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post #10 of Old 06-18-2012
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Re: Islander 29


Welcome to the Sailnet community! You'll find a great deal of info here, not to mention a variety of opinions and a variety of opinions.

I see in Sailboatdata that your boat was designed by the company's founder, Joeseph McGlassen. Your '68 Islander 30 is a raised deck version of the 29, and '68 is the first year they were made. There aren't very many of them because they also had a run of only two years. I don't know a lot about your model and couldn't tell you whether your interior had been modified. You might be able to tell from the drawings of your model in

Two years later, Islander began a long run of highly successful 30 footers that all shared the same hull but different interior layouts. These, however, are not the same hull as your 30.

Brent, Krusty, and Luc,

I don't know very much about your models. I'm interested in your thoughts on how they sail. Talk to me about the sails you have and what kinds of speeds you see in various tacks at a given wind speed. When do you furl and reef?

Having asked that of you, I'll pass on my own observations. My Islander Bahama 30 (a Bob Finch design) is a very forgiving boat but is a little tender. I need to start furling my 127% jib starting at about 11 kts of wind and need to reef the main at about 15 kts. Otherwise, it starts developing some significant weather helm and heels excessively (and slows down). In a 10 kt breeze, I manage about 5 kts on a beat and 6.5+ on a reach. At 12kts and higher I'll get to 7 to 7.2 kts on a reach, depending on how flat the water is. I am delighted that my relatively heavy coastal cruiser manages those speeds.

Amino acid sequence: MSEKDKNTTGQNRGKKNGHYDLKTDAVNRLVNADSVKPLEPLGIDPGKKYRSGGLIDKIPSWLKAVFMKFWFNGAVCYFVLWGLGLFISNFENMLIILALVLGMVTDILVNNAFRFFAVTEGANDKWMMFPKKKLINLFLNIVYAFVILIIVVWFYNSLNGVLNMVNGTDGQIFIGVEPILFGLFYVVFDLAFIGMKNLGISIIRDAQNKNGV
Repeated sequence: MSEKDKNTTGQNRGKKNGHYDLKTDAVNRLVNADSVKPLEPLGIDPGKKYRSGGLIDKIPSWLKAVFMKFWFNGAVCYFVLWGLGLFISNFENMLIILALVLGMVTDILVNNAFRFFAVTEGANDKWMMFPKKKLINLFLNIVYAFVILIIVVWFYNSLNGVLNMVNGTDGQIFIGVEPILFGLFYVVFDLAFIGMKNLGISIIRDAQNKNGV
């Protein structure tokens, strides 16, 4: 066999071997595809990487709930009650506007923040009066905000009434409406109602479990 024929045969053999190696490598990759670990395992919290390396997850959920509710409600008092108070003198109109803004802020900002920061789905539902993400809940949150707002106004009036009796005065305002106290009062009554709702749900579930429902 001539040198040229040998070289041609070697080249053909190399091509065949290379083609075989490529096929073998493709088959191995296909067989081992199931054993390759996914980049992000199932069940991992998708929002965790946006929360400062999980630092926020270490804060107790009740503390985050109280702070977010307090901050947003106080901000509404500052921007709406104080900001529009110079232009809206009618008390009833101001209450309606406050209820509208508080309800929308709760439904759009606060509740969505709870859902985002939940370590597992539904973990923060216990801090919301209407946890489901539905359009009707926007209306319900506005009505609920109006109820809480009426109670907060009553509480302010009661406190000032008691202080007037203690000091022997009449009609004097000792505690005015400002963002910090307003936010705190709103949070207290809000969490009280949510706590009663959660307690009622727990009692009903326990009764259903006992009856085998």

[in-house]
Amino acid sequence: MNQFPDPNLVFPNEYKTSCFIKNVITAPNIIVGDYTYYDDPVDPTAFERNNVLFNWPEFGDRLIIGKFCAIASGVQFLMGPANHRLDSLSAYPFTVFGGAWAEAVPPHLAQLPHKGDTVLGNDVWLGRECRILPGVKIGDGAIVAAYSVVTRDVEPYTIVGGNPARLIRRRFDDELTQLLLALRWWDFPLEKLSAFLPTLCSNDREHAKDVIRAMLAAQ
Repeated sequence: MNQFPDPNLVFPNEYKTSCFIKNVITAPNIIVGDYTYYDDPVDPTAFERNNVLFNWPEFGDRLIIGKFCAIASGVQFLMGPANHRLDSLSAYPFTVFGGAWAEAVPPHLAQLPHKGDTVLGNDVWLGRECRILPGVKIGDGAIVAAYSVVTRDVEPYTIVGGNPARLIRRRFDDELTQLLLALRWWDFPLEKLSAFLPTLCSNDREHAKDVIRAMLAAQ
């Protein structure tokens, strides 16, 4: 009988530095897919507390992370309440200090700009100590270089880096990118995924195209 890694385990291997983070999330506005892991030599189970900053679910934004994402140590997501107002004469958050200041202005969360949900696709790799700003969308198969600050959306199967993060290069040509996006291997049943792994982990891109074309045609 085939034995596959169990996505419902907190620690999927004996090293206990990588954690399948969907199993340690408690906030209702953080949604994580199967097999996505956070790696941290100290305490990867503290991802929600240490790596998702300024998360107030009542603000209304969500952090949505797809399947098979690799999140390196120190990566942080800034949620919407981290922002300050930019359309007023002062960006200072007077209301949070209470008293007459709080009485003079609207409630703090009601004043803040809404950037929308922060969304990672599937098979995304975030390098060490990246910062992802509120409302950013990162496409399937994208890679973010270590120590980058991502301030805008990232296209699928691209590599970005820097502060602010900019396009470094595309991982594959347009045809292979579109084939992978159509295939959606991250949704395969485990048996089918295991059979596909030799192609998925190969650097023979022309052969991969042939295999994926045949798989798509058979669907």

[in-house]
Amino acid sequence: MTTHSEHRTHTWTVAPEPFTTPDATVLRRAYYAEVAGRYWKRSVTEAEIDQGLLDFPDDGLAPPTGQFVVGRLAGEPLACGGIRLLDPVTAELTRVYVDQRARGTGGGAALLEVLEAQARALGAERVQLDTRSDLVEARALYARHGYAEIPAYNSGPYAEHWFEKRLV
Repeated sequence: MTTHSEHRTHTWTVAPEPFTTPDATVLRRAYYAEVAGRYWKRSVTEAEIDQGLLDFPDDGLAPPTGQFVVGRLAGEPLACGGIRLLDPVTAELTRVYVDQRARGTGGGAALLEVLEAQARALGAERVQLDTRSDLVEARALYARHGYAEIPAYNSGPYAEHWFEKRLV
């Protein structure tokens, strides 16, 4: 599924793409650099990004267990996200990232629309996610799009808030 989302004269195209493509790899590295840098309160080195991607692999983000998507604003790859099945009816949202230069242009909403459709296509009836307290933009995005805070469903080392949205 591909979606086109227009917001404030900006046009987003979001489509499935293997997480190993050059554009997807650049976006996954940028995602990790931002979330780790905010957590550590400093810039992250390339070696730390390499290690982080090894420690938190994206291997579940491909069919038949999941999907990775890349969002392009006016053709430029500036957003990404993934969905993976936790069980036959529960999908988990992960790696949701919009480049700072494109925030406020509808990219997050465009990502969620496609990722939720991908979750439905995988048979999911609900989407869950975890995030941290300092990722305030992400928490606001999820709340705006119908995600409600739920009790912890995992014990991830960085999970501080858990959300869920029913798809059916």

That said, it took me a good year of sailing it to figure out the best way to shape the sails to achieve best speed, and it took a change of head sail to the current 127% genoa (from a 155% genoa) to get the speeds I quoted. The old genoa is great in 5 kts and below but has to be furled so much in decent wind that it spoils the sail shape, and that huge cylinder of material ruins air flow over the leading edge. My boat develops the majority of its power from the jib rather than the main. The standard jib is 256 sq ft vs the 194 sq ft main, so of course the difference is even more pronounced with a genoa. Clearly, having a great head sail is critical to good sailing on the 30-2 and Bahama 30 models.

Enjoy your Islander!



T. P. Donnelly
S/V Tranquility Base
1984 Islander 30 Bahama
Pasadena, MD

Last edited by dacap06; 06-18-2012 at 08:19 AM.
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